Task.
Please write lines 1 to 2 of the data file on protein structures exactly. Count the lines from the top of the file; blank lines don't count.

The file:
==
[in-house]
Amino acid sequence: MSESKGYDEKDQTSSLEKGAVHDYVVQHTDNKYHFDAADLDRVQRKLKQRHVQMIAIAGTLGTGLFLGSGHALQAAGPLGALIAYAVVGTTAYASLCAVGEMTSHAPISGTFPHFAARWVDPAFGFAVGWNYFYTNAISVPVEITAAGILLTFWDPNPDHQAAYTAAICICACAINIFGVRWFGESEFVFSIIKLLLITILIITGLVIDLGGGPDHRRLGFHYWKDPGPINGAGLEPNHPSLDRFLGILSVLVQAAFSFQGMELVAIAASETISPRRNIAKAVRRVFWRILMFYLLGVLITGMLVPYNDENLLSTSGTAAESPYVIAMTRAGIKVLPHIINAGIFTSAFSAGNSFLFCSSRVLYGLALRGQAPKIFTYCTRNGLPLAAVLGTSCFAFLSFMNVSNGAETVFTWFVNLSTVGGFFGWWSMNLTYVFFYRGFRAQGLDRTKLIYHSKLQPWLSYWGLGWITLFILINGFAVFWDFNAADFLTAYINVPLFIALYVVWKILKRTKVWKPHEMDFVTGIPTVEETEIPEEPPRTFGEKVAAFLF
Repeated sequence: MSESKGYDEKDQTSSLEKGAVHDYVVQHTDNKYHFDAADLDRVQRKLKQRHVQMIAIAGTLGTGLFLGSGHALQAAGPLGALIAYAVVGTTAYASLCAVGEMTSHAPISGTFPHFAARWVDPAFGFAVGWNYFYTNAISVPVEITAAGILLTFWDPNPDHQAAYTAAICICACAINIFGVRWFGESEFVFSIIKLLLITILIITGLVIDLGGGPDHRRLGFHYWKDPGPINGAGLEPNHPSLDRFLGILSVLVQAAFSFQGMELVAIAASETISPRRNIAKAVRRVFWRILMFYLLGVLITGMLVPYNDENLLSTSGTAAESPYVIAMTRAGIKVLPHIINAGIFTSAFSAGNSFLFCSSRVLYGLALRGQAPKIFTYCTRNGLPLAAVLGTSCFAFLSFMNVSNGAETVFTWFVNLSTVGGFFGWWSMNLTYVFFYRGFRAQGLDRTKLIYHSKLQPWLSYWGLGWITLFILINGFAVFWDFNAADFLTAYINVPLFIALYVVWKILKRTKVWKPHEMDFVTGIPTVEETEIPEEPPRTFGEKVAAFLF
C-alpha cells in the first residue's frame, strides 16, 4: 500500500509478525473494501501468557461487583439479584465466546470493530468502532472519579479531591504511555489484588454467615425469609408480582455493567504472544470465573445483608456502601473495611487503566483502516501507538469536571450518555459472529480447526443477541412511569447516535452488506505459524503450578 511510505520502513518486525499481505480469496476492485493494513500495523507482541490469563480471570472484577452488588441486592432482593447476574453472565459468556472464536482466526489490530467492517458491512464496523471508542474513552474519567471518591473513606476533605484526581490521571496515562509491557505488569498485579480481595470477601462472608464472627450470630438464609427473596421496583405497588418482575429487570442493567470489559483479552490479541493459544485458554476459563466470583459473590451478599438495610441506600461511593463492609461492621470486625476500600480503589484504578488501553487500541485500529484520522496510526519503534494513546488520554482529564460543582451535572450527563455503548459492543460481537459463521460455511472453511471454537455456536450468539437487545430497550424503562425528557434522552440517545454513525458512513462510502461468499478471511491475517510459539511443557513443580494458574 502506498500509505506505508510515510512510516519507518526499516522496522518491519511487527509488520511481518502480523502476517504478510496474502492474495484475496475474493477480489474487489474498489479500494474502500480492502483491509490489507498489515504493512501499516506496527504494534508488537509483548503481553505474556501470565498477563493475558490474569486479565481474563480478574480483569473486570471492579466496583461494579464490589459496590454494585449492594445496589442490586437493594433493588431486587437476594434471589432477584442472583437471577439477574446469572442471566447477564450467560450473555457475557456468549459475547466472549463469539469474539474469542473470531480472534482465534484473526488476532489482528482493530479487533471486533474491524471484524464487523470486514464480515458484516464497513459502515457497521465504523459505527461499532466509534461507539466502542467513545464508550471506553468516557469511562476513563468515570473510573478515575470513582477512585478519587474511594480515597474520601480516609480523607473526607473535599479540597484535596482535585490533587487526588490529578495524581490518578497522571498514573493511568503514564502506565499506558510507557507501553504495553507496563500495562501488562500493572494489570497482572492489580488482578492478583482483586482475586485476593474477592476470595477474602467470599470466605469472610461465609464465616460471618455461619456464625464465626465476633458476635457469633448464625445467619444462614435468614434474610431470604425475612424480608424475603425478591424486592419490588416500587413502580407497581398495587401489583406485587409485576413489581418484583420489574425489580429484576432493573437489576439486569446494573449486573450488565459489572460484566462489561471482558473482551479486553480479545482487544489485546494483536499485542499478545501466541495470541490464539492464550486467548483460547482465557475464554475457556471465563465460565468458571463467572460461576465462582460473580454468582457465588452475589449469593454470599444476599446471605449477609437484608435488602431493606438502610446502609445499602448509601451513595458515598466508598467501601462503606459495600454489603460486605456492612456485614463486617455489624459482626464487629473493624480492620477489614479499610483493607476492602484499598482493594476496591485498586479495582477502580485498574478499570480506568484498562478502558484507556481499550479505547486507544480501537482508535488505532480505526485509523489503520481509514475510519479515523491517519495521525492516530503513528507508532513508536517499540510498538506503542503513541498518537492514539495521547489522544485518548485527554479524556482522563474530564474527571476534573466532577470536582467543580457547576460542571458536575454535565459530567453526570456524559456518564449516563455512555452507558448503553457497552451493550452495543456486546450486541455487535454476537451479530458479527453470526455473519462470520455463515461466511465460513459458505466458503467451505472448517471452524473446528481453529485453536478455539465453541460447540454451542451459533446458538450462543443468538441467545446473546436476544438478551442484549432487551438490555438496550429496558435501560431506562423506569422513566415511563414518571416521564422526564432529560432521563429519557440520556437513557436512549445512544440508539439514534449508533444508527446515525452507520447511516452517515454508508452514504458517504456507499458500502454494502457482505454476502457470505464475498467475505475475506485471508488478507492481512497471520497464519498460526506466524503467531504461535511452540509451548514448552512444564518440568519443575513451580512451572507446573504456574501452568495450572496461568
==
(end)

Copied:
[in-house]
Amino acid sequence: MSESKGYDEKDQTSSLEKGAVHDYVVQHTDNKYHFDAADLDRVQRKLKQRHVQMIAIAGTLGTGLFLGSGHALQAAGPLGALIAYAVVGTTAYASLCAVGEMTSHAPISGTFPHFAARWVDPAFGFAVGWNYFYTNAISVPVEITAAGILLTFWDPNPDHQAAYTAAICICACAINIFGVRWFGESEFVFSIIKLLLITILIITGLVIDLGGGPDHRRLGFHYWKDPGPINGAGLEPNHPSLDRFLGILSVLVQAAFSFQGMELVAIAASETISPRRNIAKAVRRVFWRILMFYLLGVLITGMLVPYNDENLLSTSGTAAESPYVIAMTRAGIKVLPHIINAGIFTSAFSAGNSFLFCSSRVLYGLALRGQAPKIFTYCTRNGLPLAAVLGTSCFAFLSFMNVSNGAETVFTWFVNLSTVGGFFGWWSMNLTYVFFYRGFRAQGLDRTKLIYHSKLQPWLSYWGLGWITLFILINGFAVFWDFNAADFLTAYINVPLFIALYVVWKILKRTKVWKPHEMDFVTGIPTVEETEIPEEPPRTFGEKVAAFLF